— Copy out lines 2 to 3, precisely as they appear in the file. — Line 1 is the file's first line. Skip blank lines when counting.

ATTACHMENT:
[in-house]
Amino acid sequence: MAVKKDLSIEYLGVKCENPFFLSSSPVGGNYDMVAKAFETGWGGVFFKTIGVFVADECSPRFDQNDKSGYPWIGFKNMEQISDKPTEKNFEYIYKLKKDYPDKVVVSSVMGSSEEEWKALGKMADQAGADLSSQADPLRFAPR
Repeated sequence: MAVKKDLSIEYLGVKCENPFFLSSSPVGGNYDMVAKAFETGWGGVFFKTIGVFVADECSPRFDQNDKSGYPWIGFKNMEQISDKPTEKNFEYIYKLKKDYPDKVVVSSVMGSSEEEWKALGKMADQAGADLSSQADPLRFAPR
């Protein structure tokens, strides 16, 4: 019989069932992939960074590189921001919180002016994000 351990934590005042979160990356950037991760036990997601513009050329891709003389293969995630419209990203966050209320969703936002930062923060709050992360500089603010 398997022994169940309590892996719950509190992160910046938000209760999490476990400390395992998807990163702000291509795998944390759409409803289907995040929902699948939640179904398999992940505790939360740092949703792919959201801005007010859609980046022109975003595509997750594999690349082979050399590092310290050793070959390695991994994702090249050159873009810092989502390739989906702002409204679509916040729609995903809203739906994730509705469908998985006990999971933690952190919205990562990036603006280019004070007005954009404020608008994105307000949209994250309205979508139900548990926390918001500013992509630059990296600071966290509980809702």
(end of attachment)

Amino acid sequence: MAVKKDLSIEYLGVKCENPFFLSSSPVGGNYDMVAKAFETGWGGVFFKTIGVFVADECSPRFDQNDKSGYPWIGFKNMEQISDKPTEKNFEYIYKLKKDYPDKVVVSSVMGSSEEEWKALGKMADQAGADLSSQADPLRFAPR
Repeated sequence: MAVKKDLSIEYLGVKCENPFFLSSSPVGGNYDMVAKAFETGWGGVFFKTIGVFVADECSPRFDQNDKSGYPWIGFKNMEQISDKPTEKNFEYIYKLKKDYPDKVVVSSVMGSSEEEWKALGKMADQAGADLSSQADPLRFAPR